business in the County of Oakland, State of Michigan

8. This Court has subject matter jurisdiction over SCO's Complaint because the
amount in controversy exceeds the sum of Twenty-Five Thousand ($25,000.00)
Dollars and/or is otherwise within the equitable jurisdiction of this Court.

DCC admits that it is a Delaware corporation with its principal place of
business in the County of Oakland, State of Michigan.

9. Venue is properly situated in Oakland County, Michigan because DC has a place
of business in Oakland County.

Paragraph 9 of the Complaint states legal conclusions to which no answer is
required. To the extent an answer may be required, DCC denies the allegations
contained in paragraph 9 of the Complaint

Background Facts

10. UNIX is a computer software operating system. Operating systems serve as the
link between computer hardware and the various software programs (known as
applications) that run on the computer. Operating systems allow multiple
software programs to run at the same time and generally function as a
"traffic control" system for the different software programs that run
on a computer.

DCC admits that UNIX is a computer software operating system. DCC is without
knowledge or information sufficient to form a belief as to the truth of the
remaining allegations contained in paragraph 10 of the Complaint

11. In the business-computing environment for the Fortune 1000 and other large
corporations (often called the "enterprise computing market"), UNIX is
widely used.

DCC is without knowledge or information sufficient to form a belief as to the
truth of the allegations contained in paragraph 11 of the Complaint.

12. The UNIX operating system was originally developed by AT&T Bell
Laboratories ("AT&T"). After successful in-house use of the UNIX
software, AT&T began to license UNIX as a commercial product for use in
enterprise applications by other large companies.

DCC is without knowledge or information sufficient to form a belief as to the
truth of the allegations contained in paragraph 12 of the Complaint.

13. Over the years, AT&T Technologies, Inc., a wholly owned subsidiary of
AT&T, and its related companies, licensed UNIX for widespread enterprise
use. Pursuant to a
license with AT&T, various companies, including International Business
Machines, Hewlett-Packard, Inc., Sun Microsystems, Inc., Silicon Graphics, Inc.,
and Sequent
Computer Systems, became some of the principal United States-based UNIX vendors,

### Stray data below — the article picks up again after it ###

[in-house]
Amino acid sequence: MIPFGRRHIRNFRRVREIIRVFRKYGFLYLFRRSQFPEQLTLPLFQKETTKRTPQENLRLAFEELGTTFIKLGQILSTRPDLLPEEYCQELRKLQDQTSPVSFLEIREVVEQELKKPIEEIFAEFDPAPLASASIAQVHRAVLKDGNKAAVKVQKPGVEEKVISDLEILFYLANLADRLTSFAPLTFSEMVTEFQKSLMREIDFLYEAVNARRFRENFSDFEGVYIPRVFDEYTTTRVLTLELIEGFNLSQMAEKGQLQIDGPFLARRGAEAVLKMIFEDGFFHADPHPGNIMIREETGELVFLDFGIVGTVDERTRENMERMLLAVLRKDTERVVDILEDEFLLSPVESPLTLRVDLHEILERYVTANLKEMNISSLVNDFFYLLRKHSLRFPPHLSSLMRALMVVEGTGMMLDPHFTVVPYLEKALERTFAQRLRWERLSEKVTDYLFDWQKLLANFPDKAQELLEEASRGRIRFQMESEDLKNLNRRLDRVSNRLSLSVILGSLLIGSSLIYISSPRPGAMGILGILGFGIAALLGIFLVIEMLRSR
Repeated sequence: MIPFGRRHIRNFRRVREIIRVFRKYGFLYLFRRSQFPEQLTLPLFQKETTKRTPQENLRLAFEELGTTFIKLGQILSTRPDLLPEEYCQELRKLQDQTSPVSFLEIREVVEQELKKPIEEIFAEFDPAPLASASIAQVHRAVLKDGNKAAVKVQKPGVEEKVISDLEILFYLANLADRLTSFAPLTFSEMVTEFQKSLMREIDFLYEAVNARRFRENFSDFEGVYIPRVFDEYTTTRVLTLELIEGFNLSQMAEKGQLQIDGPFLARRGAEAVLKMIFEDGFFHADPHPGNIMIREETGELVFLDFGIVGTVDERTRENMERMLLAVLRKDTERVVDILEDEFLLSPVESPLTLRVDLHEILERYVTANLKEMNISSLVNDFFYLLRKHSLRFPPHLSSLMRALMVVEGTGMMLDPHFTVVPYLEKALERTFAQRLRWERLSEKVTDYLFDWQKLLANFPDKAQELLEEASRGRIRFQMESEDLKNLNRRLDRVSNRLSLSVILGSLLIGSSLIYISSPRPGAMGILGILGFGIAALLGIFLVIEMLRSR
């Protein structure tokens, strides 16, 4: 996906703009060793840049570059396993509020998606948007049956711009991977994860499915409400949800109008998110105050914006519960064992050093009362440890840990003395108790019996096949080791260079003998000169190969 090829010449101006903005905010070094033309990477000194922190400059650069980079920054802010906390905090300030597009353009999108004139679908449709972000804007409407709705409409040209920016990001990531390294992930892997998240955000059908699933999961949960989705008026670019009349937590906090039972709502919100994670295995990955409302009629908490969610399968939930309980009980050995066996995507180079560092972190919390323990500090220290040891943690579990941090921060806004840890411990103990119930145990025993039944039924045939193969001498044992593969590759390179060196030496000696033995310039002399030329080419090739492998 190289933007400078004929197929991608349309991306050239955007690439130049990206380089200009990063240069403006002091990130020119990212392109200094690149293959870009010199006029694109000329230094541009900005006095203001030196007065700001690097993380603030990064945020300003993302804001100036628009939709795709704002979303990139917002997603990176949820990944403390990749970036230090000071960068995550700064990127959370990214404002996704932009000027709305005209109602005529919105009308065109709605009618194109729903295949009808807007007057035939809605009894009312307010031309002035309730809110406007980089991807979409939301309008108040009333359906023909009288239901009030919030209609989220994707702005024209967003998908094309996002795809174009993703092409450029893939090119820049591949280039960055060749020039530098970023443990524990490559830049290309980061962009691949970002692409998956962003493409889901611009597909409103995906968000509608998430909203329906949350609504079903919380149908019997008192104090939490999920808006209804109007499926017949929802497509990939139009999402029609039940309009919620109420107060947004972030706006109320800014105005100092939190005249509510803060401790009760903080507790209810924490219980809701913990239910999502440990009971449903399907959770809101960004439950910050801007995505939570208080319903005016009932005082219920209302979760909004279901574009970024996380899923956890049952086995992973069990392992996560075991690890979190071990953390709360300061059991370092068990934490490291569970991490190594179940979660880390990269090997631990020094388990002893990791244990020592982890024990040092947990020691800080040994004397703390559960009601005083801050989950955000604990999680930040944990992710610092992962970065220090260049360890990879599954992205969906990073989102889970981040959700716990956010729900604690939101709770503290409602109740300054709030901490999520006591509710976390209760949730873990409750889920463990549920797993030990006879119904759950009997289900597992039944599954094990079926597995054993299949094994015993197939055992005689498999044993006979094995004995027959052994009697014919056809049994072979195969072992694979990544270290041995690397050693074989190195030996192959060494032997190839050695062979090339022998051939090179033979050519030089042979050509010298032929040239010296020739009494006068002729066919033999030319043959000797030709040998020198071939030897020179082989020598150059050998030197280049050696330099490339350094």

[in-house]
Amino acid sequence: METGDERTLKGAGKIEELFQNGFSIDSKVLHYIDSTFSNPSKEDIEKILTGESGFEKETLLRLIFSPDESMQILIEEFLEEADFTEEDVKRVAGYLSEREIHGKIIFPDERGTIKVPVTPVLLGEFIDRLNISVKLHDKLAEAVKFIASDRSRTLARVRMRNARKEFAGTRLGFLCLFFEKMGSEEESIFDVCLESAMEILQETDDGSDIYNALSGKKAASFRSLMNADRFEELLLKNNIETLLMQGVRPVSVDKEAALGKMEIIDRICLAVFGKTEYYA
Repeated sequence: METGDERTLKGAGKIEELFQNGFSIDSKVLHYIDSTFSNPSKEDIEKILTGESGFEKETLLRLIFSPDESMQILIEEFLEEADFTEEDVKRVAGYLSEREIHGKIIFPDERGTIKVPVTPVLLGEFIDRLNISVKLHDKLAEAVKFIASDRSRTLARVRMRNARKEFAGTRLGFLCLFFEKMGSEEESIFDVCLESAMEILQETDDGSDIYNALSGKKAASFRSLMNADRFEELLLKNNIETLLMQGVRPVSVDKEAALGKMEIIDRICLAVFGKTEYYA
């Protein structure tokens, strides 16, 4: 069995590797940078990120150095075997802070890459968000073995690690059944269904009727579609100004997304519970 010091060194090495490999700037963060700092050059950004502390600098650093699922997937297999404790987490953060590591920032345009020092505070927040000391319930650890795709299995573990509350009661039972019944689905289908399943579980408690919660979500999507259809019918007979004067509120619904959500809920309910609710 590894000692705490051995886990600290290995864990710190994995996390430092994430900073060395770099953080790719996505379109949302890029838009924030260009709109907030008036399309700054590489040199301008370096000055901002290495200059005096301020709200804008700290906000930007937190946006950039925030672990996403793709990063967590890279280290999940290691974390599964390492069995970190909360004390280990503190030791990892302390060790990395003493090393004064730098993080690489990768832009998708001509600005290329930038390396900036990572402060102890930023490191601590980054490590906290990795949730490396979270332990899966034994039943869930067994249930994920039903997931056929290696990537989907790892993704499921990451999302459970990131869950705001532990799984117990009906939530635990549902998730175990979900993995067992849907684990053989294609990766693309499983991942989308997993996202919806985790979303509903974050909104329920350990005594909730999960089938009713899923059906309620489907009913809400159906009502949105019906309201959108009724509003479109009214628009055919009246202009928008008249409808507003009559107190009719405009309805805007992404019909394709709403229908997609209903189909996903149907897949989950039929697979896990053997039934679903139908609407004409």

among many others.

DCC is without knowledge or information sufficient to form a belief as to the
truth of the allegations contained in paragraph 13 of the Complaint.

14. These license agreements place restrictions on the valuable intellectual
property developed by AT&T, which allow UNIX to be available for use by
others while, at
the same time, protecting AT&T's (and its successor's) rights.

DCC is without knowledge or information sufficient to form a belief as to the
truth of the allegations contained in paragraph 14 of the Complaint.

15. Through a series of corporate acquisitions, SCO presently owns all right,
title and interest in and to UNIX and UnixWare operating system source code,
software and sublicensing agreements, together with copyrights, additional
licensing rights in and to UNIX and UnixWare, and claims against all parties
breaching such agreements.

Paragraph 15 of the Complaint states legal conclusions to which no answer is
required To the extent an answer may be required, DCC denies the allegations
contained in paragraph 15 of the Complaint.

16. During the past few years a competing, and free, operating system known as
Linux has been transformed from a non-commercial operating system into a
powerful
general enterprise operating system.

DCC is without knowledge or information sufficient to form a belief as to the
truth of the allegations contained in paragraph 16 of the Complaint.

17. Linux is a computer software operating system that, in material respects, is
a variant or clone of UNIX System V. According to leaders within the Linux
community,
Linux is not just a "clone," but is intended to displace UNIX System
V.

DCC is without knowledge or information sufficient to form a belief as to the
truth of the allegations contained in paragraph 17 of the Complaint

FIRST CAUSE OF ACTION (Breach of Contract/Declaratory Judgment)

18. Plaintiff incorporates and re-alleges paragraphs 1 - 17 above.

DCC incorporates its responses to the preceding paragraphs as if set forth fully
herein.

19. SCO is the successor to AT&T under that certain Software Agreement
originally executed by and between AT&T and Chrysler Motors Corporation
designated as SOFT-01341 (the "DC Software Agreement" or the
"Agreement"). The DC Software Agreement specifies the terms and
conditions for use of authorized distributions of UNIX System V source code,
including modifications and derivative works based thereon, by Defendant. The DC
Software Agreement is attached hereto as Exhibit "A".

Paragraph 19 of the Complaint states legal conclusions to which no answer is
required. To the extent an answer may be required, DCC denies the allegations
set forth in paragraph 19 of the Complaint and further states that the AT&T
Information Systems, Inc. Software Agreement, Agreement No. SOFT-01341, entered
into by Chrysler Motors Corporation and AT&T Information Systems, Inc. (the
"License Agreement") speaks for itself. To the extent that paragraph
19 contains allegations which purport to characterize the contents of the
License Agreement, DCC denies them.